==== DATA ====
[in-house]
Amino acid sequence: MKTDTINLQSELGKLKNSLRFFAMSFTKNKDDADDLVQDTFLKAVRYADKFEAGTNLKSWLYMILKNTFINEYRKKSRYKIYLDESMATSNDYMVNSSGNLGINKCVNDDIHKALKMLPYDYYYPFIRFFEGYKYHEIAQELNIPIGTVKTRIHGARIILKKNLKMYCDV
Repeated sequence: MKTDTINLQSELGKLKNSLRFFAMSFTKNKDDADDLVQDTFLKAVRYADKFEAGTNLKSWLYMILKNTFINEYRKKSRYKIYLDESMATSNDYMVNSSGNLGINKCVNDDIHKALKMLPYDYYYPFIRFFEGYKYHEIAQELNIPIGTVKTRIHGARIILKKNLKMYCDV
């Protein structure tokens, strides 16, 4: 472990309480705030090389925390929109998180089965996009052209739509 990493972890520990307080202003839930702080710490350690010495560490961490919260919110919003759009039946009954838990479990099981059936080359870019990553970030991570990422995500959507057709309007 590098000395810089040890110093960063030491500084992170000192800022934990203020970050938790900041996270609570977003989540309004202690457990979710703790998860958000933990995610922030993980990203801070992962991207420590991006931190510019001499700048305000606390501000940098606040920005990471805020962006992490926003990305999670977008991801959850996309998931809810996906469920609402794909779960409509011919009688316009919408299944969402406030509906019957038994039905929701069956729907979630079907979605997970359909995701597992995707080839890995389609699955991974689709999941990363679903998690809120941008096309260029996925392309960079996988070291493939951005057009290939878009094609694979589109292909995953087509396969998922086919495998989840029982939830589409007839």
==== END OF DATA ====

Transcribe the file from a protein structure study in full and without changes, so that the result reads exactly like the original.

[in-house]
Amino acid sequence: MKTDTINLQSELGKLKNSLRFFAMSFTKNKDDADDLVQDTFLKAVRYADKFEAGTNLKSWLYMILKNTFINEYRKKSRYKIYLDESMATSNDYMVNSSGNLGINKCVNDDIHKALKMLPYDYYYPFIRFFEGYKYHEIAQELNIPIGTVKTRIHGARIILKKNLKMYCDV
Repeated sequence: MKTDTINLQSELGKLKNSLRFFAMSFTKNKDDADDLVQDTFLKAVRYADKFEAGTNLKSWLYMILKNTFINEYRKKSRYKIYLDESMATSNDYMVNSSGNLGINKCVNDDIHKALKMLPYDYYYPFIRFFEGYKYHEIAQELNIPIGTVKTRIHGARIILKKNLKMYCDV
């Protein structure tokens, strides 16, 4: 472990309480705030090389925390929109998180089965996009052209739509 990493972890520990307080202003839930702080710490350690010495560490961490919260919110919003759009039946009954838990479990099981059936080359870019990553970030991570990422995500959507057709309007 590098000395810089040890110093960063030491500084992170000192800022934990203020970050938790900041996270609570977003989540309004202690457990979710703790998860958000933990995610922030993980990203801070992962991207420590991006931190510019001499700048305000606390501000940098606040920005990471805020962006992490926003990305999670977008991801959850996309998931809810996906469920609402794909779960409509011919009688316009919408299944969402406030509906019957038994039905929701069956729907979630079907979605997970359909995701597992995707080839890995389609699955991974689709999941990363679903998690809120941008096309260029996925392309960079996988070291493939951005057009290939878009094609694979589109292909995953087509396969998922086919495998989840029982939830589409007839």